Stop Saying That Bullying is Normal in School

School boards have done a great job of keeping kids safer at school, and we should be celebrating that.

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Photo by Zachary Nelson on Unsplash

It was my first day of junior high, and my best friend Janelle told me that I shouldn’t be wearing my hair like that to school.

I had fashioned it into 30 small, tightly woven buns all over my scalp. So particular was I in my parting abilities, anyone could see the brilliantly white lines of my scalp from several yards away.

I think of my children now and marvel at what they can get away with.

My son Lars is dramatic like me and sings and dances down locker clad hallways without ever even receiving the stinkeye from his school mates. He cries openly when frustrated in class and nobody bats an eye. Quite the opposite, actually, his outgoing nature and openness have actually made him more popular and likeable.

Although we did run into Deena in the years to come, we never saw her in school after that.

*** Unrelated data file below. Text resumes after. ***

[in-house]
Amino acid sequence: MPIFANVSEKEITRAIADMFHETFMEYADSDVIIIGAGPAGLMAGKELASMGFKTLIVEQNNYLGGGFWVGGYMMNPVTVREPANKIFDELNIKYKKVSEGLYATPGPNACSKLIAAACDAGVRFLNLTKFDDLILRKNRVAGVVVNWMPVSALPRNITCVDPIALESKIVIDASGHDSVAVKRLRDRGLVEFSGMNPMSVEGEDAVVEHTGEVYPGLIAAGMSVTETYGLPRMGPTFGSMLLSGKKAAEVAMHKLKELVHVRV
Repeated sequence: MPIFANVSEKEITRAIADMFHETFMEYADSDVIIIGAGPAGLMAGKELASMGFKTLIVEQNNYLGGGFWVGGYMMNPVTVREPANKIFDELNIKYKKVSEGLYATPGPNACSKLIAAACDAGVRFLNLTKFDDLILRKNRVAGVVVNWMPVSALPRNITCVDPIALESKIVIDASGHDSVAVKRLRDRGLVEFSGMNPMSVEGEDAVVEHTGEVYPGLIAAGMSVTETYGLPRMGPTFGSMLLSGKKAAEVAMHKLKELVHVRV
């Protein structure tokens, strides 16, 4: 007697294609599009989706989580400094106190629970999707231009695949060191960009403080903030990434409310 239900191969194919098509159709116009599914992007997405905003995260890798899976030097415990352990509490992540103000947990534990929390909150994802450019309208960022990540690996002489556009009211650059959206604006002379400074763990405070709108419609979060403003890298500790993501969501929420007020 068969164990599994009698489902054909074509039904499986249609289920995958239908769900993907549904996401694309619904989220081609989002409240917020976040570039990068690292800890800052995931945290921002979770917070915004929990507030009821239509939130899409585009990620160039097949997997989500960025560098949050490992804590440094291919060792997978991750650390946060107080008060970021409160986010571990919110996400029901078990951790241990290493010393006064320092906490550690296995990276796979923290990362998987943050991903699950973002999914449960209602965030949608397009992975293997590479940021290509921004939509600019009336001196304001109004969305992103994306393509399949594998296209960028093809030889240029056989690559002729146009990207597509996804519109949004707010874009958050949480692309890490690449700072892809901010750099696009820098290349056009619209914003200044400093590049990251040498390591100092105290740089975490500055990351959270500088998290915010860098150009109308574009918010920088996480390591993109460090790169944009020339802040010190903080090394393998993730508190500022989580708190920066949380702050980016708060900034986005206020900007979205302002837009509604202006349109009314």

She would yell at my friends and me while driving in cars with her older boyfriends, calling us skanks as we walked down the street, ice cream cones in hand. We might catch wind in our older years that she had come to the same party we were at, and we’d find a small closet to hold up in until the coast was clear to get the heck out of there. But never again did she accost me about my hair, which was of some comfort, I guess.

Although my kids are still only in middle school, I have faith that they will not have to deal with this type of bullying.

At least I hope they won’t. Maybe it’s because we as a society have a better grasp on mental health issues for children. We have in school counselling and better communication skills between teachers and parents these days. Maybe there just aren’t as many bullies now, because we have more programs for troubled children. Or perhaps, kids are just nicer now than they were back then.

Written by

Mother, writer, user of too many hastags.

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